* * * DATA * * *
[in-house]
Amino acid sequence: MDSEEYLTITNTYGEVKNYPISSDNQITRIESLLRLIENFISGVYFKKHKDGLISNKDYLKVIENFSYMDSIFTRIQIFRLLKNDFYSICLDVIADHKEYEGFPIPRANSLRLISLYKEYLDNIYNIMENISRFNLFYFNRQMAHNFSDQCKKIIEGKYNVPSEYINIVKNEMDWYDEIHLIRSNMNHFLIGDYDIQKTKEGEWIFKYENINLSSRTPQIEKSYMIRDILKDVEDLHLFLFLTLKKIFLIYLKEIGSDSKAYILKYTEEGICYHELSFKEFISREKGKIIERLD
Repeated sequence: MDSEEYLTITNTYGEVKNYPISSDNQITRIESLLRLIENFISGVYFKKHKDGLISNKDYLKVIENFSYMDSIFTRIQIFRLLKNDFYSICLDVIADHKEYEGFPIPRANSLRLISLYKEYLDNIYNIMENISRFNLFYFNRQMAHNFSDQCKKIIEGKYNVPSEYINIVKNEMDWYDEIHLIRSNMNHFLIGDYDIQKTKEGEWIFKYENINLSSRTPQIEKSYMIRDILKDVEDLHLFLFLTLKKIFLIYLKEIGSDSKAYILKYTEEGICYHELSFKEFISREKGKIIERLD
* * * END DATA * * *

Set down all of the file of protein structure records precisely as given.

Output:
[in-house]
Amino acid sequence: MDSEEYLTITNTYGEVKNYPISSDNQITRIESLLRLIENFISGVYFKKHKDGLISNKDYLKVIENFSYMDSIFTRIQIFRLLKNDFYSICLDVIADHKEYEGFPIPRANSLRLISLYKEYLDNIYNIMENISRFNLFYFNRQMAHNFSDQCKKIIEGKYNVPSEYINIVKNEMDWYDEIHLIRSNMNHFLIGDYDIQKTKEGEWIFKYENINLSSRTPQIEKSYMIRDILKDVEDLHLFLFLTLKKIFLIYLKEIGSDSKAYILKYTEEGICYHELSFKEFISREKGKIIERLD
Repeated sequence: MDSEEYLTITNTYGEVKNYPISSDNQITRIESLLRLIENFISGVYFKKHKDGLISNKDYLKVIENFSYMDSIFTRIQIFRLLKNDFYSICLDVIADHKEYEGFPIPRANSLRLISLYKEYLDNIYNIMENISRFNLFYFNRQMAHNFSDQCKKIIEGKYNVPSEYINIVKNEMDWYDEIHLIRSNMNHFLIGDYDIQKTKEGEWIFKYENINLSSRTPQIEKSYMIRDILKDVEDLHLFLFLTLKKIFLIYLKEIGSDSKAYILKYTEEGICYHELSFKEFISREKGKIIERLD